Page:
whenweweresix Tue 10-Dec-19 15:07:46

Absolutely!! wine

Whenwewere6 Thu 02-Jan-20 21:39:00

@Ibizafun checking in to see how things are with you and how Christmas went for you?
Our situation now very odd. BF found a new GF v quickly but then admitted at new year it was to upset Dd as he really wants Dd back. Dd in tears and spent NY with him although she still doesn’t want to get back with him. Had his parents over for dinner pre Christmas as planned and tbh it’s all messy his parents adore Dd. I’m truly hoping that Uni will change everything and we won’t find ourselves involved again confused

OP’s posts: |
Ibizafun Thu 02-Jan-20 22:26:15

Wow. Your dd sounds such a strong personality. Will they be at the same uni? You just never know, she might change her mind in time. You have to have faith in her feelings even if it’s not what you’d like, as if one half of the couple isn’t happy it won’t work. I wish I could take my own advice though!

Ds came skiing with us over Xmas and my friend commented on how he had changed.. so confident like a different person. I’m accepting it more now and am SO embarrassed to say this but I even thought about the children they’d never have!! What a lunatic am I?! She would’ve made the most incredible mother.

Will you carry on seeing his parents or will that finish? Thanks for checking in!

Ginfordinner Thu 02-Jan-20 22:33:09

It's really hard when you've formed an attachment to your child's boyfriend or girlfriend, but we need to keep it to ourselves

I agree. DD's BF of nearly 4 years dumped her just before she went to university. He used to be a nice, kind considerate lad, but going to university changed him into a cocky and arrogant and self absorbed arsehole who put DD last, so I wasn't upset when the relationship ended. I was only sad that DD was upset.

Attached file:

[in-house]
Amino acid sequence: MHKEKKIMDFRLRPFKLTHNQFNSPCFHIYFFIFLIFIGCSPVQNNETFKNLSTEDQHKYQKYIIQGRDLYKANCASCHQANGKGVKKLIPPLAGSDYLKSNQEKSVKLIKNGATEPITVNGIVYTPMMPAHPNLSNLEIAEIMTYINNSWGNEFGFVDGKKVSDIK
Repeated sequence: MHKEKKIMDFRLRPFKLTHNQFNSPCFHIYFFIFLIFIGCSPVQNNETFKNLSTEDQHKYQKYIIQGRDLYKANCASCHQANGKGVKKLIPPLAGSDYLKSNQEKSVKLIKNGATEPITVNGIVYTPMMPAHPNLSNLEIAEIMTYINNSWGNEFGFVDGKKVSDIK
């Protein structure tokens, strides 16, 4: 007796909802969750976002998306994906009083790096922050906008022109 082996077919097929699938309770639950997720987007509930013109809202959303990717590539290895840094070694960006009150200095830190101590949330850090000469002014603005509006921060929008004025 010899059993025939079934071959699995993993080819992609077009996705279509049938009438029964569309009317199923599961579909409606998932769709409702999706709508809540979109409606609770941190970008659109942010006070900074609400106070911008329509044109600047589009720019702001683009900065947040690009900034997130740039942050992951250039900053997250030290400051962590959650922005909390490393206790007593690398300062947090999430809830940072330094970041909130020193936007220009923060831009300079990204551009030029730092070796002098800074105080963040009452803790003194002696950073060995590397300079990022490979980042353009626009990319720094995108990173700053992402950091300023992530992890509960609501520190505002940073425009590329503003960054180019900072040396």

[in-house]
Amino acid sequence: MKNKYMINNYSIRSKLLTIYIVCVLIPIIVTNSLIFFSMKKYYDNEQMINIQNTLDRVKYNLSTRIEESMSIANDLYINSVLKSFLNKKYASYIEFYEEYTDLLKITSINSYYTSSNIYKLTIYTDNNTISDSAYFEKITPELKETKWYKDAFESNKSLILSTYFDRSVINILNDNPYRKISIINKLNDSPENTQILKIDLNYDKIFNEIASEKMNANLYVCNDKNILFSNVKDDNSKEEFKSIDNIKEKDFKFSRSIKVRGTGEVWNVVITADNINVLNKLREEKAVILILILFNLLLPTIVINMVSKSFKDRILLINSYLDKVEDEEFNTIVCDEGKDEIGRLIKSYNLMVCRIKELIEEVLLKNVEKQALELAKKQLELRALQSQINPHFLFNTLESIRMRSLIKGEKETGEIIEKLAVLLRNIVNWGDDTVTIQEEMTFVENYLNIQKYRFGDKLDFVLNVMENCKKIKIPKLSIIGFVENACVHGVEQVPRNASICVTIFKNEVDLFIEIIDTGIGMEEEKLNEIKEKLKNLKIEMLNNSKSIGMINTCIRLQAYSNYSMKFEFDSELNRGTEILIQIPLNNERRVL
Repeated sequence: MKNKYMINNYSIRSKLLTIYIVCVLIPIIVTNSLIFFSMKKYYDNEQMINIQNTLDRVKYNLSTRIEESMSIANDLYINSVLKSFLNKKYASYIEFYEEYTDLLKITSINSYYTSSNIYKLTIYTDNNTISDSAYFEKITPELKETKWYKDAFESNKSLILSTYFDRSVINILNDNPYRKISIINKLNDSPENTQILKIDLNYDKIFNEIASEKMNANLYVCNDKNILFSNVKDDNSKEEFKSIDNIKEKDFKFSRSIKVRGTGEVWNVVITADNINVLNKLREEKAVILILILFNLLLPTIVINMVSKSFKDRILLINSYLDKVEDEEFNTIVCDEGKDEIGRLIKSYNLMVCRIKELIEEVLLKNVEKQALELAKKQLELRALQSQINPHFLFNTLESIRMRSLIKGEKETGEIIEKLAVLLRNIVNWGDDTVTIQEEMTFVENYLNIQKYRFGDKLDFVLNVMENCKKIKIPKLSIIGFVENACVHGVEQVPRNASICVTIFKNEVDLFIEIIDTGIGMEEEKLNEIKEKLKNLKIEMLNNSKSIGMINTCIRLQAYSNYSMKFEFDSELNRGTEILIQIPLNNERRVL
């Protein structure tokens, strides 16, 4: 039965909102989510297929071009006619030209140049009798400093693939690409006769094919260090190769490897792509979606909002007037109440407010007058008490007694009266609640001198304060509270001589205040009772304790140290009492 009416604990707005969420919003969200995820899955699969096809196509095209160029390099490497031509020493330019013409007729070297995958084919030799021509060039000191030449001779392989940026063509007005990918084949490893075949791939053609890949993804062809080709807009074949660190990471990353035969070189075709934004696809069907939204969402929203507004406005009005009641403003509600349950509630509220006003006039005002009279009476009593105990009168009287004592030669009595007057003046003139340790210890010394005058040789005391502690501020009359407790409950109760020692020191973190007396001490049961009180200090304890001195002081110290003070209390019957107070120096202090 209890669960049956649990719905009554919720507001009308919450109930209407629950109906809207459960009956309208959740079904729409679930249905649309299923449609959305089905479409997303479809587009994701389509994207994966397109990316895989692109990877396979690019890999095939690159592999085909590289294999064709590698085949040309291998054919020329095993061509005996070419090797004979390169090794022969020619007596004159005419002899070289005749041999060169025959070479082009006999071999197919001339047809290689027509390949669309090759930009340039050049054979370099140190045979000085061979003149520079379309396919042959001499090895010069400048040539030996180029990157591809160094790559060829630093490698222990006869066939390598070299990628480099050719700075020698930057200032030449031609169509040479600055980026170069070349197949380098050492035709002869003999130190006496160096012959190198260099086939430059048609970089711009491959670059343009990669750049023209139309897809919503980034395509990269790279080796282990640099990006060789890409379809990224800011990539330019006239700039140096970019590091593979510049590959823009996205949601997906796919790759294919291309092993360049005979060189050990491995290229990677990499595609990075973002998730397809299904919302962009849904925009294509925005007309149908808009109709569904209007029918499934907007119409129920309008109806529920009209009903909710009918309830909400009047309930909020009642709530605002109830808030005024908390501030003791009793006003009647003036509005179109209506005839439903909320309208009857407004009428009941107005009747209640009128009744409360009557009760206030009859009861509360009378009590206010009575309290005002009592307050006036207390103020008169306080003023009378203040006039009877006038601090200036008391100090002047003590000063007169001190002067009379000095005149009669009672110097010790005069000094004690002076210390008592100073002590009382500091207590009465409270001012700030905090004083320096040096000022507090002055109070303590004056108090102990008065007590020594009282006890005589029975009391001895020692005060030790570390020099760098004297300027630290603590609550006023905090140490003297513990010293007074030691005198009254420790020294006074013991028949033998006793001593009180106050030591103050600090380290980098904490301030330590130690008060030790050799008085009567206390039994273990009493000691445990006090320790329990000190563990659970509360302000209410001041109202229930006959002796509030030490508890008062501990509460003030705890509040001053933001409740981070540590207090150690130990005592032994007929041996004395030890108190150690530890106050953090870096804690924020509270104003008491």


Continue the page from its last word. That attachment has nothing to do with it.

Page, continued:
NYE was difficult for her as she had spent the last three with him, but that is now behind her.

Whenwewere6 Fri 03-Jan-20 14:11:32

@Ibizafun your DS sounds like he’s doing just fine which is great. Ikwym I’ve also irrationally thought about how they would be a great family. Sounds like DS will find someone more suited to the person he’s becoming! Have you stayed in touch with her family over Xmas?
@Ginfordinner yes I wonder too if same will happen when he gets to Uni. He leaves in September and I can see it possibly playing out that way, maybe then they will both move on.
Currently we are not moving forward as they both say they still love each other and are spending so much time together but it is described as a quasi relationship and Dd still has no sexual feelings for him. I now feel sorry for the rebound girl who must wonder what she’s got involved in.
I think contact with the parents will probably fizzle out but we do get along with them independently of our children so who knows! It’s an odd one for sure.

OP’s posts: |
Whenwewere6 Fri 03-Jan-20 14:14:13

@Ginfordinner it must have been hard for your Dd. This was the the 3rd mine had spent with her BF so imagine next NY will be where yours is now! Hopefully also in the same position in being able to move on!

OP’s posts: |
Ginfordinner Fri 03-Jan-20 15:17:26

TBH I didn't expect the relationship to last as long as it did. It survived the first year of the BF being at university, but I was really disappointed just how conceited and arrogant the BF became. He would say things like "I hate coming home, there is nothing here for me". It was disrespectful towards his parents, upset DD and pissed off everyone in the friendship group, and annoyed us. It was as if his hometown and everyone it it wasn't good enough for him any more.

You will find that many mumsnetters will tell you not to get over invested in your DC's relationships, but when their partner spends so much time in your home it is difficult not to.

We had no relationship with his parents. I have to say that they were rather odd and not very friendly, so I never bothered to do anything other than small talk on the rare occasion our paths crossed. They never made DD feel welcomein their home, so she rarely went there. They were like this with everyone though, not just DD.

Whenwewere6 Fri 03-Jan-20 17:32:44

@Ginfordinner I really do wonder the same may happen here. It’s sad and I do think it’s maybe the initial relief of getting away from home. You say his parents are odd, I know the BF doesn’t feel he has any connection with his parents even though they are really decent people they seem out of touch with who he is.
Hope your Dd came through this, has she managed to process it all?

OP’s posts: |

Join the discussion

To comment on this thread you need to create a Mumsnet account.

Join Mumsnet

Already have a Mumsnet account? Log in